Thursday, January 2, 2020

Interview with Curtis Orloff, author of Streetcar Sandwiches

Title: Streetcar Sandwiches
Author: Curtis Orloff
Publisher: Authorhouse
Genre: Performing Arts/Screenplay
Format: Ebook/Paperback/Hardcover

Streetcar Sandwiches is a screenplay showing the efforts the owner of a sandwich shop in Uptown New Orleans undertakes to keep her business running. Not only does she have to deal with a menagerie of all types of employees, she has to comply with onerous and often conflicting regulations from several government bureaus. How she handles what turns into an ordeal threatens to change her naturally optimistic and pleasant personality. It leads directly to an outcome that could only have occurred in the Big Easy.



How did you come up with the title for your book?
It was easy to come up with the title of the work.  It is the name of the sandwich shop I owned, right across from Saint Charles trolley track, on South Carrollton street in Uptown, New Orleans.  

What is your writing environment like?
I can, and have, written anywhere but a desk.  I sit at desks only when typing final manuscripts.  Most of this work was written in a local coffee shop not far from my business.  I like the commotion and actually enjoy being interrupted by friends, for awhile anyway.  Creativity is very hard for me. It comes in fits and starts.

What are some of the best tools available to authors today?
The best tools for writers?  A blank sheet of paper and a fine point pen.  Ideas originate and are filtered in your head.  They don’t flow. I have no muse, as can be seen by all my scratch outs and insertions.

What inspires you to write?
Decades ago I found a book by H L Mencken in my parent’s basement.  It changed my life. Just like that I fell in love with the language.  He made it fun following his complex ideas. I can only compare the incident to the first time I heard Eine Kleine Nachtmusik.  Both astonished me that people could create something so thrilling. I always believed in passion. Nothing of consequence has been produced without it.    Today I still love Mozart and have a bin stuffed with manuscripts over a thousand rejections hadn’t deterred me from adding to. I have sent out for publication 69 works, short stories, plays, poems, 8 big thick books, over 30 Op-Eds I tried to get syndicated.  and this screenplay, which three publishers printed as a book . Two of the publishers had gone out of business. The format doesn’t bother me. It is all about content. The ideas presented and the story would be the same however it is presented.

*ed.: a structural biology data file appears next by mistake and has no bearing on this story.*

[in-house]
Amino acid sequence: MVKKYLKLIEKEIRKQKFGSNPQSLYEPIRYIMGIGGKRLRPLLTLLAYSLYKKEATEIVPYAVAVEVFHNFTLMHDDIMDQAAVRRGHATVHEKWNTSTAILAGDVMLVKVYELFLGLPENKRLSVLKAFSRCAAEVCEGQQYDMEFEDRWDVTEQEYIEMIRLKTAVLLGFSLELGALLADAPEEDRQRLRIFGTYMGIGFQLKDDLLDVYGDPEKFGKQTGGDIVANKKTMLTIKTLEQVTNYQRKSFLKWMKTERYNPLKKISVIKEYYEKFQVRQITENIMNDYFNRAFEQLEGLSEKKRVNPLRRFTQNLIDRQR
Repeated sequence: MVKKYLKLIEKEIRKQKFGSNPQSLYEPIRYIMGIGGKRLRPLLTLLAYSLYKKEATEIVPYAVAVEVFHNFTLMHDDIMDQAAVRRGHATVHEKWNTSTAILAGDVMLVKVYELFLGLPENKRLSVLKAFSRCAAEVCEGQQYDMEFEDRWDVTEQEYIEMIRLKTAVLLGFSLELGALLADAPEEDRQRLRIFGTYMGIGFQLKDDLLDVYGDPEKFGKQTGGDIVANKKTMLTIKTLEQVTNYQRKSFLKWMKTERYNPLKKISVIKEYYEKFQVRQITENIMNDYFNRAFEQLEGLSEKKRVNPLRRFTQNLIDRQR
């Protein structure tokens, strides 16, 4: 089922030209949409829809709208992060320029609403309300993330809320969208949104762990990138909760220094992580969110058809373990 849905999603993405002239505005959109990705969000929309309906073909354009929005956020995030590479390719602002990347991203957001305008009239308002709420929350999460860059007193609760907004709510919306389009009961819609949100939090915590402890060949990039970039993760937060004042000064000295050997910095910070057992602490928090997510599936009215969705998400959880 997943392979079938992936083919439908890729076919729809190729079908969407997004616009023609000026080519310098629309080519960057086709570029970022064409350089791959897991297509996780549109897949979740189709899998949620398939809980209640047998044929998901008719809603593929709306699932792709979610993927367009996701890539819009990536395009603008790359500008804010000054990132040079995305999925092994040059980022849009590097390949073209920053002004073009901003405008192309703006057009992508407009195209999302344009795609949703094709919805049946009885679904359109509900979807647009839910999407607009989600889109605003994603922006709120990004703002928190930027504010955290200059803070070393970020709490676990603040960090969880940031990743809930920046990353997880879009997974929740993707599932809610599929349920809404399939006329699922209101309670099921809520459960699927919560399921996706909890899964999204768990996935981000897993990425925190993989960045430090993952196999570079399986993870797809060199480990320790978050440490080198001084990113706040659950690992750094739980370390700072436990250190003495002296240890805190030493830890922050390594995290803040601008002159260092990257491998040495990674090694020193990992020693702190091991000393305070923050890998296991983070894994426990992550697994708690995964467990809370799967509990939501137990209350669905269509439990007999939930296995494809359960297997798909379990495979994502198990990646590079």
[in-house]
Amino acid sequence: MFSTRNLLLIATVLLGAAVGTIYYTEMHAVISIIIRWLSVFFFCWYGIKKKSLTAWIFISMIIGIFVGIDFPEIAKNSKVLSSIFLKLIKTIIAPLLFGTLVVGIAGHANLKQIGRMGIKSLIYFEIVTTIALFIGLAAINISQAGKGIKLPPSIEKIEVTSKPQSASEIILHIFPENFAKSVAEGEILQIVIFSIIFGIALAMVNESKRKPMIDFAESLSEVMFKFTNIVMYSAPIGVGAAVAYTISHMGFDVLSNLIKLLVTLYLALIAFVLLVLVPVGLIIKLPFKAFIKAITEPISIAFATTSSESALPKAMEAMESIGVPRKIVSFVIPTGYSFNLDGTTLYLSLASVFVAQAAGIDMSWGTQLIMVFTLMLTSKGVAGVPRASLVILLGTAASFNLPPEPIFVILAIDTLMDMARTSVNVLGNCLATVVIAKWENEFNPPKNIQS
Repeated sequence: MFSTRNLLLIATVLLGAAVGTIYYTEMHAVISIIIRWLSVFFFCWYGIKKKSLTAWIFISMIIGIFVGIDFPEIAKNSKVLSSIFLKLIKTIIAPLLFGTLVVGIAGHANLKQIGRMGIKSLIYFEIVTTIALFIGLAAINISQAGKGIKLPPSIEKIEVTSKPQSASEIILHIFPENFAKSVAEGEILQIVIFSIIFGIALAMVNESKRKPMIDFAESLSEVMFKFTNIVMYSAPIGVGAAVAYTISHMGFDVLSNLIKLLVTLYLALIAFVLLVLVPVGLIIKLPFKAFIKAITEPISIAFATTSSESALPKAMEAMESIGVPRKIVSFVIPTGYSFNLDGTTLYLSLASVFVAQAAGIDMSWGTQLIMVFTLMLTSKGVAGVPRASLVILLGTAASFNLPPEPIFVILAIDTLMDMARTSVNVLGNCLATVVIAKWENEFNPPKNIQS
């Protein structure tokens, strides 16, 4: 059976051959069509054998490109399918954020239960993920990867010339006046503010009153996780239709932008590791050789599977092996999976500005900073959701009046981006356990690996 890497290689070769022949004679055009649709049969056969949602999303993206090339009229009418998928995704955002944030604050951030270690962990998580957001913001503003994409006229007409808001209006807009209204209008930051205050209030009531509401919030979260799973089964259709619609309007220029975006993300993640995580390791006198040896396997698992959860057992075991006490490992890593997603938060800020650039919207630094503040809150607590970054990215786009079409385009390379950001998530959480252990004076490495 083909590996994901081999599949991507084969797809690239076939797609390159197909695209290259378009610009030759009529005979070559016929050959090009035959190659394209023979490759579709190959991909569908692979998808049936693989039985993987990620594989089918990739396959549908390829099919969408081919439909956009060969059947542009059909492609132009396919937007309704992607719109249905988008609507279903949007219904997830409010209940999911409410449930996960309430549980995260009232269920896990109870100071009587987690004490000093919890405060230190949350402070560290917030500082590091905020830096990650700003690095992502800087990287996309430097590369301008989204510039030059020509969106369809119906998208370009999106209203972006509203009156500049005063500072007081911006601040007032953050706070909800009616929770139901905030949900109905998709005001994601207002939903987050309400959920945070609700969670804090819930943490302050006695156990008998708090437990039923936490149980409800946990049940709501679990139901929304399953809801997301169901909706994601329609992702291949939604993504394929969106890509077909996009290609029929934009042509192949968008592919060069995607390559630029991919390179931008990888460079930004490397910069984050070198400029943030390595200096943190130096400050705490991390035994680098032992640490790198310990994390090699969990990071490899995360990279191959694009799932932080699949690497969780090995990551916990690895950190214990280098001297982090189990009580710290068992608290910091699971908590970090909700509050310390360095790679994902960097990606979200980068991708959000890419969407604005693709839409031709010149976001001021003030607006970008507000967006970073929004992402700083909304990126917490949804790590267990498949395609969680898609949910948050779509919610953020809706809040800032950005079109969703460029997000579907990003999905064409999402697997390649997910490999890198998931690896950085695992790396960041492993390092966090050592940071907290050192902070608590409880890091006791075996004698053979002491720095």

Did you learn anything while writing this book?
Every work I attempt teaches me lessons.  All are adventures, making me think about things I never thought before and finding common threads.  I feel compassionately about my characters. Afterall, since I create them, I need to represent them as best as I can.  I ensure each character is unique, and if not intriguing, is at least interesting. And, as always, I want the reader to have fun.    

What is your favorite quality about yourself?
My favorite quality? I embrace everyone.  Sure. There are bad people. I am not naïve.  But I think the vast majority just conform to their environment.  My business ran great because all my employees learned to take pride in making it great, and grew to think their coworkers were family.  I like being a coach, help people prosper.  

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